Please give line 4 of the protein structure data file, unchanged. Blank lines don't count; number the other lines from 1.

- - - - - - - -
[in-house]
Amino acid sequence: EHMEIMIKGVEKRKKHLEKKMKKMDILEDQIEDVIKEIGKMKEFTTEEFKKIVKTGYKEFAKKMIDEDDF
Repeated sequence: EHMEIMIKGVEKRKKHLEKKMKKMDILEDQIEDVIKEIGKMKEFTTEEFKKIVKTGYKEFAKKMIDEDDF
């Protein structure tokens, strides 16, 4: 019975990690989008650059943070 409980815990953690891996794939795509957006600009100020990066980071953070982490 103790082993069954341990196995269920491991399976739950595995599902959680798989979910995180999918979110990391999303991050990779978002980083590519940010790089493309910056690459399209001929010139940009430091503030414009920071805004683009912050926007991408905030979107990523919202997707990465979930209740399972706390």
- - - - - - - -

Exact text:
């Protein structure tokens, strides 16, 4: 019975990690989008650059943070 409980815990953690891996794939795509957006600009100020990066980071953070982490 103790082993069954341990196995269920491991399976739950595995599902959680798989979910995180999918979110990391999303991050990779978002980083590519940010790089493309910056690459399209001929010139940009430091503030414009920071805004683009912050926007991408905030979107990523919202997707990465979930209740399972706390």